These were the words of Mike Ryan Executive Director of the World Health Organisation when addressing a press conference at the start of March to discuss the appropriate governmental response to COVID 19.
In putting together the unprecedented support programs for businesses suffering the impact of COVID 19 lockdowns, the UK government has had little option but to adhere to these principles. They are welcome but their speed has left some (such as Start Ups, Scale Ups & Personal Service Companies) slipping through the safety net.
The Job Retention Scheme will be widely availed of and is essential in keeping companies afloat at this time. Other fixes available to suffering companies are small grants, which may not applicable, deferral of continuing liabilities (which will still be due) or finally the option of taking on further debt.
In the case of the latter option, there has already been controversy over the Business Interruption Loan Scheme (CBILS) and the interest rates and security sought by those accredited lenders who are providing it. Those lenders are reacting to concerns quickly and many advisors have offered their services free of charge in preparing applications. Still, the money from CBILS needs to flow quickly to be of use and Directors need to be comfortable with the concept that taking on further debt, which they will be responsible for repayment in full, will be wise at this time. All this is of course difficult enough, but even more challenging in circumstances such as lockdown where meetings are conducted remotely and documents signed digitally.
The next couple of weeks will be hugely significant for most businesses. Many will start to seek the agreement of their staff who were on PAYE payroll at 28 February to be put on furlough. It should be remembered that those employers must pay these wages first, before claiming back (up to the agreed limits) from HMRC. Furloughed staff cannot assist in generating cash flow once they are on the scheme.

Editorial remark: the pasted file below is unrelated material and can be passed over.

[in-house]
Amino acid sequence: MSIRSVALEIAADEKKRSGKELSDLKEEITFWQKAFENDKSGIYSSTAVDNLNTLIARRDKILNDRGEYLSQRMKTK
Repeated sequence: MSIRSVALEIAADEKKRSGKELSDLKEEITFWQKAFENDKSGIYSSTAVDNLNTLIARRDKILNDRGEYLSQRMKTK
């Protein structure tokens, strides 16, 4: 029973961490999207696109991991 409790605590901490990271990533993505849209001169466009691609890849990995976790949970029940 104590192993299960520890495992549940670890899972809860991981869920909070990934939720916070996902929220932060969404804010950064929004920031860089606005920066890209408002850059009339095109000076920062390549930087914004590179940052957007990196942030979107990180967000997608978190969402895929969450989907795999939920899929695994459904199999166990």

Furthermore, cash collection will prove more difficult as traditional legal enforcement remedies are currently unavailable through court closures and moratoriums proposed under newly introduced insolvency legislation.
Existing financial covenants with lenders will need to be reviewed and if possible waivers and grace periods obtained. If funding is sought from other lenders through the CBILS, Directors will need to check if they require the consent of their existing lenders first.
The key to this whole process will be making informed decisions with the assistance of professional advisors and ensuring that any meetings held to make these decisions are conducted correctly and minuted properly.
Whilst proposed changes to the Insolvency Legislation should take away the risk of personal criminal liability from “wrongful trading” during this time, Directors must remain mindful of their statutory duties under the Companies Act – most notably, the duty to act in good faith and in the best interests of their company and its creditors.
Where there is no real evidence that the Director was considering these duties or where a large creditor is overlooked, the court will not examine the Director’s subjective understanding, but will look at how “an intelligent and honest man” would have acted.
For Directors going forward there are no “perfect” choices, but if the last month has taught us anything, indecision and inertia will not serve them well during this time if they wish to achieve “good” for their company.